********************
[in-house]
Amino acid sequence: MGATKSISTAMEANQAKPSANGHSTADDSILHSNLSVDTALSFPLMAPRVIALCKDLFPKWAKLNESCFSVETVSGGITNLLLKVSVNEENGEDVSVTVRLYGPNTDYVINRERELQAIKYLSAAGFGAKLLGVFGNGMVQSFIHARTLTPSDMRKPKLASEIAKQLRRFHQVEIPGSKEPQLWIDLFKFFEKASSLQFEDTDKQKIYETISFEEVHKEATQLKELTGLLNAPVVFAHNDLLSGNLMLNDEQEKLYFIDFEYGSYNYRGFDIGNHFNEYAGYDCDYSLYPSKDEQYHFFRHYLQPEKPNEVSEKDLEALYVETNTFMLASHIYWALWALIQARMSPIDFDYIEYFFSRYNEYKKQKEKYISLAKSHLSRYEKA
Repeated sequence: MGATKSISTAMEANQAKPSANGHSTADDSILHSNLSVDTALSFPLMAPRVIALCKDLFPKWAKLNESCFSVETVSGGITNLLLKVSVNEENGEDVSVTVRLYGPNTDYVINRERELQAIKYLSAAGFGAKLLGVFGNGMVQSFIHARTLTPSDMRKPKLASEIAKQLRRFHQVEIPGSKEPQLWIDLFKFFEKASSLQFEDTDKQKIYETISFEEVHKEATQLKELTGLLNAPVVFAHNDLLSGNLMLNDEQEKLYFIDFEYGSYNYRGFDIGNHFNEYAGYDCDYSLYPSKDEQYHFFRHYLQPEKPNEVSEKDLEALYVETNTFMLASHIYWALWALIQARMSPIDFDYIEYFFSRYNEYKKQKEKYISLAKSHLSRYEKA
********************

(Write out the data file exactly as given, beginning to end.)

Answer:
[in-house]
Amino acid sequence: MGATKSISTAMEANQAKPSANGHSTADDSILHSNLSVDTALSFPLMAPRVIALCKDLFPKWAKLNESCFSVETVSGGITNLLLKVSVNEENGEDVSVTVRLYGPNTDYVINRERELQAIKYLSAAGFGAKLLGVFGNGMVQSFIHARTLTPSDMRKPKLASEIAKQLRRFHQVEIPGSKEPQLWIDLFKFFEKASSLQFEDTDKQKIYETISFEEVHKEATQLKELTGLLNAPVVFAHNDLLSGNLMLNDEQEKLYFIDFEYGSYNYRGFDIGNHFNEYAGYDCDYSLYPSKDEQYHFFRHYLQPEKPNEVSEKDLEALYVETNTFMLASHIYWALWALIQARMSPIDFDYIEYFFSRYNEYKKQKEKYISLAKSHLSRYEKA
Repeated sequence: MGATKSISTAMEANQAKPSANGHSTADDSILHSNLSVDTALSFPLMAPRVIALCKDLFPKWAKLNESCFSVETVSGGITNLLLKVSVNEENGEDVSVTVRLYGPNTDYVINRERELQAIKYLSAAGFGAKLLGVFGNGMVQSFIHARTLTPSDMRKPKLASEIAKQLRRFHQVEIPGSKEPQLWIDLFKFFEKASSLQFEDTDKQKIYETISFEEVHKEATQLKELTGLLNAPVVFAHNDLLSGNLMLNDEQEKLYFIDFEYGSYNYRGFDIGNHFNEYAGYDCDYSLYPSKDEQYHFFRHYLQPEKPNEVSEKDLEALYVETNTFMLASHIYWALWALIQARMSPIDFDYIEYFFSRYNEYKKQKEKYISLAKSHLSRYEKA